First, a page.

Nabors Industries Ltd., the world’s largest land-based driller, warned Wednesday that its 4Q2006 earnings will fall well short of Wall Street estimates on weaker-than-expected natural gas operations in the Lower 48 states and Canada. The news, coming as several energy analysts slashed gas price forecasts (see related story), sent oil service stocks tumbling, pushing Nabors’ share price down 6% in early trading.
The Hamilton, Bermuda-based driller currently estimates that its quarterly earnings will range between $0.95 and $1.00 per share, substantially below the $1.11/share average forecasts by Thomson/First Call analysts. Nabors expects full-year 2006 earnings to range between $3.53 and 3.58 per share; analysts’ average expectations are $3.70/share.
“A lower level of activity in our North American-directed gas markets is the primary factor leading us to reduce our expectations for the fourth quarter and full year, which had been in line with the First Call mean,” said CEO Gene Isenberg. “The shortfall in operating rigs was equally split between our U.S. Lower 48 and Canadian operations with each operating 13 fewer rigs.”
Isenberg said some of the shortfall in the Lower 48 followed “slippage in delivery and delayed start-ups of new rigs.” The actual margins, he said, will be in line with expectations for the Lower 48, but below margin expectations in Canada.
“The lower rig count in Canada is about equally attributable to the general weakness in the shallow drilling market in Canada and protracted weather-induced start-up delays for our mid-depth and deeper drilling rigs. We also retired some Canadian assets in the fourth quarter, adding to the quarter’s lowered expectations. Meanwhile, our international, Alaskan and U.S. land well servicing operations are growing in line with our previous expectations as is our U.S. offshore business, albeit modestly slower.”
On the prospect of idled gas rigs in North America, Goldman Sachs energy analyst Daniel Henriques reduced his rating on the oil services sector to “neutral” from “attractive.” Henriques said he expects the sector to be “range-bound” in the next few months because of “weather-driven weakness” in gas prices. In North America, the number of gas drilling rigs has fallen 5.5% year-over-year.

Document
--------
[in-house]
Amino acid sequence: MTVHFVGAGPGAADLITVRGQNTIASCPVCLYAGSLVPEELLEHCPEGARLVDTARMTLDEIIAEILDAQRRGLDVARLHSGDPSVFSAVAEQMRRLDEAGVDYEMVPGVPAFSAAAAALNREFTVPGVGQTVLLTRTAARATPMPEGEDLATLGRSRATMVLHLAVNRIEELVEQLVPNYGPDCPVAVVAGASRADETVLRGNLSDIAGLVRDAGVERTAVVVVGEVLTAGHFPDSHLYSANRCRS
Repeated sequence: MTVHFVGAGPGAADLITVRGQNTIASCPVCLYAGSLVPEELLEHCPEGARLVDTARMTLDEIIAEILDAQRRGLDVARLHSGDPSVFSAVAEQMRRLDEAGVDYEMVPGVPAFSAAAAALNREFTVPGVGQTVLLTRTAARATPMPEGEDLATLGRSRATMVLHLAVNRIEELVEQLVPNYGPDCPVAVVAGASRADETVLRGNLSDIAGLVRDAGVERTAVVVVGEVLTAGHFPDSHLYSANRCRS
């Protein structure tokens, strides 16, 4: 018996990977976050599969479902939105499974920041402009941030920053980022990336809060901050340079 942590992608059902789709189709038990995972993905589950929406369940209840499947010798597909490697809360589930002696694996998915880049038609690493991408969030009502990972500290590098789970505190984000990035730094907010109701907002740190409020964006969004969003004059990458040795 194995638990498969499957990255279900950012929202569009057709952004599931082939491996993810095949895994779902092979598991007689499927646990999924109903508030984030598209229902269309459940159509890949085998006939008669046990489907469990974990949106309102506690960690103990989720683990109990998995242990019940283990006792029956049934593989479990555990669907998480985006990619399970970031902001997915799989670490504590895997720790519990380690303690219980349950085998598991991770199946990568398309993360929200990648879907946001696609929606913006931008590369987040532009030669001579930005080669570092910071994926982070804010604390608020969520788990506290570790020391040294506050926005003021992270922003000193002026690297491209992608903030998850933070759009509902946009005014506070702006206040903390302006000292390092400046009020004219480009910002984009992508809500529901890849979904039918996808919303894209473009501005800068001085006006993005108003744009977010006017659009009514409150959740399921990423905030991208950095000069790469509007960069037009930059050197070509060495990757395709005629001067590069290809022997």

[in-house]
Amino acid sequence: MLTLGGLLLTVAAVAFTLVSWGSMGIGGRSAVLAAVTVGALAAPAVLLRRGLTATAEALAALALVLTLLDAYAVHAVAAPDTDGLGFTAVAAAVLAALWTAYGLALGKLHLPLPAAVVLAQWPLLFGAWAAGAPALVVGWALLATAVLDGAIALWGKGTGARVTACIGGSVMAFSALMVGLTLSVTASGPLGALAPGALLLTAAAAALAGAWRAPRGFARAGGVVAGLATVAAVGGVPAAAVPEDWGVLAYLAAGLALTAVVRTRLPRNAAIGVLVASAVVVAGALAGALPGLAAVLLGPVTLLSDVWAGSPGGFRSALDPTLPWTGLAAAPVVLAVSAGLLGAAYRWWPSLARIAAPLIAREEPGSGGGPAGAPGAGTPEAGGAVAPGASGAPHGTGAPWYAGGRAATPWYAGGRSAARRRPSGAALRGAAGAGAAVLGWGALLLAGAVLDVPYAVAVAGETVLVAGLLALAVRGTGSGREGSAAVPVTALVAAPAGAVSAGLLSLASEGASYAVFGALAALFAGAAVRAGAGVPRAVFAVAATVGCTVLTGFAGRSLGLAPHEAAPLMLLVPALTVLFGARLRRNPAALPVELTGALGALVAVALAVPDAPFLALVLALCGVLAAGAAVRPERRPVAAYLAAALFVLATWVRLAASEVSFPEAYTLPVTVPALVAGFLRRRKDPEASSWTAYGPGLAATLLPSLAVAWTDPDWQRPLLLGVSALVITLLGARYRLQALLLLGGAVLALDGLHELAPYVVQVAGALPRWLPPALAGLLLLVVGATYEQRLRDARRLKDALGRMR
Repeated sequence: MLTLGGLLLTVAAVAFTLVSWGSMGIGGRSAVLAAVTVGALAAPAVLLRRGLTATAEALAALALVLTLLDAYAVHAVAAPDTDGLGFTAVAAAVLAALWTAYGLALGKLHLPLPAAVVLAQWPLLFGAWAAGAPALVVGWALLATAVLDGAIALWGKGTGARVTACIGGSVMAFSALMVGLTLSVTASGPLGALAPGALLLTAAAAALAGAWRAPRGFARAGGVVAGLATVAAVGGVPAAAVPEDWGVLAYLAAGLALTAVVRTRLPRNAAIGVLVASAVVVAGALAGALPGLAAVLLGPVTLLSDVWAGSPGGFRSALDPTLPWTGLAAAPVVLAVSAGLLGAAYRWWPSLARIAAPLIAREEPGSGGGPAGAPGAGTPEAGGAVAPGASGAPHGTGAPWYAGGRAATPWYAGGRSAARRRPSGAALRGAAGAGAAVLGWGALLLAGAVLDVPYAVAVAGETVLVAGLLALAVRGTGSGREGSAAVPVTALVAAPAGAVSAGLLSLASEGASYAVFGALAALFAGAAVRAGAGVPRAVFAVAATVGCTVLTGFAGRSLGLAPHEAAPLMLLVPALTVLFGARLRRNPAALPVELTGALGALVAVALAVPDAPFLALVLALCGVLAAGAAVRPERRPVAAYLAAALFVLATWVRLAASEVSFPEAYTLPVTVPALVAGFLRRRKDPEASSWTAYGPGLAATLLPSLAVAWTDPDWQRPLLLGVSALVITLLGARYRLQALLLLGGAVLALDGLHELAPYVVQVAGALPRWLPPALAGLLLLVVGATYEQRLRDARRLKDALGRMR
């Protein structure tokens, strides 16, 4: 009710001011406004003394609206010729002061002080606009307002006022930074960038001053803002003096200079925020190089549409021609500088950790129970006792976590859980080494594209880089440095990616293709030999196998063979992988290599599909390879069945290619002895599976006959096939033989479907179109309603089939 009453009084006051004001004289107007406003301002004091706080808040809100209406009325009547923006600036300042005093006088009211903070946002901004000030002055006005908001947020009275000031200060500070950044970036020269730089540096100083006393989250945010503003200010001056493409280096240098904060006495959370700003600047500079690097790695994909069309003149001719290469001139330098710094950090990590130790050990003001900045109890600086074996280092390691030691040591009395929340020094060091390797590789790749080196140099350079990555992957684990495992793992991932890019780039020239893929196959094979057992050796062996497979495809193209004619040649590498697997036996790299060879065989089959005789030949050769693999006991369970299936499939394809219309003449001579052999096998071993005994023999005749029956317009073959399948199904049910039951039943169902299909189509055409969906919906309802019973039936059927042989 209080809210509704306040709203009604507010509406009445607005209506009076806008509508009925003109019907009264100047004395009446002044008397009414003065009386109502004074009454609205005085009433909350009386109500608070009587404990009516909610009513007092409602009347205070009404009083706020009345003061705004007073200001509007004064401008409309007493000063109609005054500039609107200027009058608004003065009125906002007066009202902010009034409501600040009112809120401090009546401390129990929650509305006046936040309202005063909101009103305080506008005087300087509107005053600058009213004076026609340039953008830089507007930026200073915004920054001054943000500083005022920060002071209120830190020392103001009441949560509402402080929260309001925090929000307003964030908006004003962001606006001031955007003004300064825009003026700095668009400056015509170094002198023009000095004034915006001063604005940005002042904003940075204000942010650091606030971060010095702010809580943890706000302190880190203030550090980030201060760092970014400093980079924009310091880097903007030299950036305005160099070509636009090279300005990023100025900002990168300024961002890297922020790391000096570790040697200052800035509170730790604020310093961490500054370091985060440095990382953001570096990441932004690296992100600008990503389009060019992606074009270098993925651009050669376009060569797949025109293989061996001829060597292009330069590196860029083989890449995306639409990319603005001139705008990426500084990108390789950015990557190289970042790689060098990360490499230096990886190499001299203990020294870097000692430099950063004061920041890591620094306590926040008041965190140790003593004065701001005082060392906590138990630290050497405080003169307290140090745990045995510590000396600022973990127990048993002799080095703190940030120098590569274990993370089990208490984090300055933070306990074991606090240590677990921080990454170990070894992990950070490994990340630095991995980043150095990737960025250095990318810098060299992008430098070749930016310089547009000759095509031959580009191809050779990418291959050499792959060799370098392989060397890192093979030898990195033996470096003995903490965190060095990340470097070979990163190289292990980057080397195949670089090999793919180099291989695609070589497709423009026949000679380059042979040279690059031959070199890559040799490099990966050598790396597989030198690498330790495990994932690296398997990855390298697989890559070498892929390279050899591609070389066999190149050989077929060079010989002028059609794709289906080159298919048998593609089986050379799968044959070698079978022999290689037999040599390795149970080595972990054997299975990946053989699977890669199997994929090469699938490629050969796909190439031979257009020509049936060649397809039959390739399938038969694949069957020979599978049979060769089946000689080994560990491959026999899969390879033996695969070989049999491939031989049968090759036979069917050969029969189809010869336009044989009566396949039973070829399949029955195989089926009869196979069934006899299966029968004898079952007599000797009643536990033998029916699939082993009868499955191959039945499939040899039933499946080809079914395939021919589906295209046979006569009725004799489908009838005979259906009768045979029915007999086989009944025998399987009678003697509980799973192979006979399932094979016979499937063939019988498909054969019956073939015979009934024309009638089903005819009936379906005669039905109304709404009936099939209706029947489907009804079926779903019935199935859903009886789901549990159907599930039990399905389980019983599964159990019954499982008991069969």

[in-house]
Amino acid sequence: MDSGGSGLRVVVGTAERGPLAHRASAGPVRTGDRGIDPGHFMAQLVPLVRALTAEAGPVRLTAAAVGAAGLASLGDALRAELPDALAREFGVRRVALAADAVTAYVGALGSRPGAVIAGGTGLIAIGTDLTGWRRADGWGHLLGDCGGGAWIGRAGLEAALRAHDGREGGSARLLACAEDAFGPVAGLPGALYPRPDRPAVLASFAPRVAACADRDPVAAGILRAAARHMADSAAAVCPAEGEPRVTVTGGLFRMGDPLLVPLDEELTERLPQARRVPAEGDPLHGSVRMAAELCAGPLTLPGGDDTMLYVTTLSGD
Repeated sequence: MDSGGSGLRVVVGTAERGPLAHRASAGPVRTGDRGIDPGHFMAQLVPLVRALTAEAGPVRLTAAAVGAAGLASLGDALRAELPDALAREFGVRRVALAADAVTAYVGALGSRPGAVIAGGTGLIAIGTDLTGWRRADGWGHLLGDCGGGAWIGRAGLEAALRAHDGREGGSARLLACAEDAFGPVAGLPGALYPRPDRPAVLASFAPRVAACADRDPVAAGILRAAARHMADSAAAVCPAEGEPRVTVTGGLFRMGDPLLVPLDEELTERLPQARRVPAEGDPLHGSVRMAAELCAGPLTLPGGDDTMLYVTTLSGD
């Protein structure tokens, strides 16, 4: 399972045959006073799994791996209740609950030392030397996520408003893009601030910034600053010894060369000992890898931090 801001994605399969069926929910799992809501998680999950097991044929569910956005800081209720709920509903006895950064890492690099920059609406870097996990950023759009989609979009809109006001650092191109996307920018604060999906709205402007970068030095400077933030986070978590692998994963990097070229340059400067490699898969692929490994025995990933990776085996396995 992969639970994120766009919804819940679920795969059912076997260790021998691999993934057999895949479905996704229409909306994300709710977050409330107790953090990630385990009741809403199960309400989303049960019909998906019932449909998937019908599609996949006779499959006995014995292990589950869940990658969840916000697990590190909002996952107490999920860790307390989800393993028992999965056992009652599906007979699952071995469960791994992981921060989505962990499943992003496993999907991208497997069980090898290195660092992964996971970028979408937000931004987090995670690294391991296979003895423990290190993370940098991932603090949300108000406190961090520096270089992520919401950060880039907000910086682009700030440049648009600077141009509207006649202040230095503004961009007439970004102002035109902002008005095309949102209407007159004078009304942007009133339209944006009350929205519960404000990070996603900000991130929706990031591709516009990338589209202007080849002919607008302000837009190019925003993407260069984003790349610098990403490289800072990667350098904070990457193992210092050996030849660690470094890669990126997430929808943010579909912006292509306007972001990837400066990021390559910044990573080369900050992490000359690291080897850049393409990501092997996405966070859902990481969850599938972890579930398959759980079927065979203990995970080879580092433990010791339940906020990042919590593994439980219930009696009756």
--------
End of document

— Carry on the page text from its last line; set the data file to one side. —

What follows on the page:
Raymond James energy analysts, who revised their 2007 gas price deck downward to $7.50/Mcf on Wednesday (see related story), expect lower earnings for most North American-based land drillers, “as over 80% of North American land drilling is geared towards natural gas production.” However, any downturn “should correct itself in the back half of the year…Accordingly, we believe that land drillers will ultimately finish 2008 up an average of 5-10% [over] 2007.”
The Nabors companies own and operate 600 land drilling and 800 land workover and well-servicing rigs in North America. Offshore, Nabors operates 46 platform rigs, 22 jack-up units and five barge rigs in the United States and multiple international markets. Nabors also markets 29 marine transportation and supply vessels, primarily in the U.S. Gulf of Mexico.
In its benchmark study of supply activity in the Western Canada Sedimentary Basin, where most of the country’s gas drilling takes place, Canadian energy analysts Peters & Co. noted basin drilling is expected to fall. Using 839 rigs as the 100% benchmark, the analysts are forecasting drilling to drop to a range of 60-65%, or 510-553 active units, in 1Q2007. In the same period of 2006, the rig count peaked at 90%, or 688 active rigs.
“We do not believe the sense of urgency that led to a ramp-up of activity levels in late December of 2005 is present this year,” wrote Peters analyst Todd Garman.
Peters’ survey noted that recent announcements to cut budgets, which impact Canada’s top 13 gas producers, will reduce Canadian production by about 330 MMcf/d, or 3%, by the second half of 2007. Raymond James energy analysts said last month Canadian gas exports to the United States, which currently total about 9 Bcf/d, could decline by more than 1 Bcf/d by the end of 2007 because of the country’s reduced drilling activity, rising field decline rates and higher gas demand (see Daily GPI, Dec. 19, 2006).
Don Herring, president of the Canadian Association of Oilwell Drilling Contractors (CAODC), said that even though most of 2006 was good for the Canadian oil services industry, the “last four months were unsettling.”
This year, the CAODC is projecting 19,023 well completions, or a 15% decline from 2006. “Virtually all of the anticipated decline, or 3,275 wells, is focused at shallow or deliverability gas areas, as well as coalbed methane.”
The CAODC expects an average of 427 active rigs in 2007, essentially the same as 2003. The 2007 utilization rate is expected to be “just above the 46% recorded in 2002,” which was the last year dominated by weak commodity prices.
Even though Canadian well counts are predicted to be lower in 2007, Herring said “it won’t be like the slowdowns we’ve seen in the past.” He said 2007 will still be a “good year” because “overall, the industry is very healthy…Essentially, what we’re forecasting is a slower summer.”
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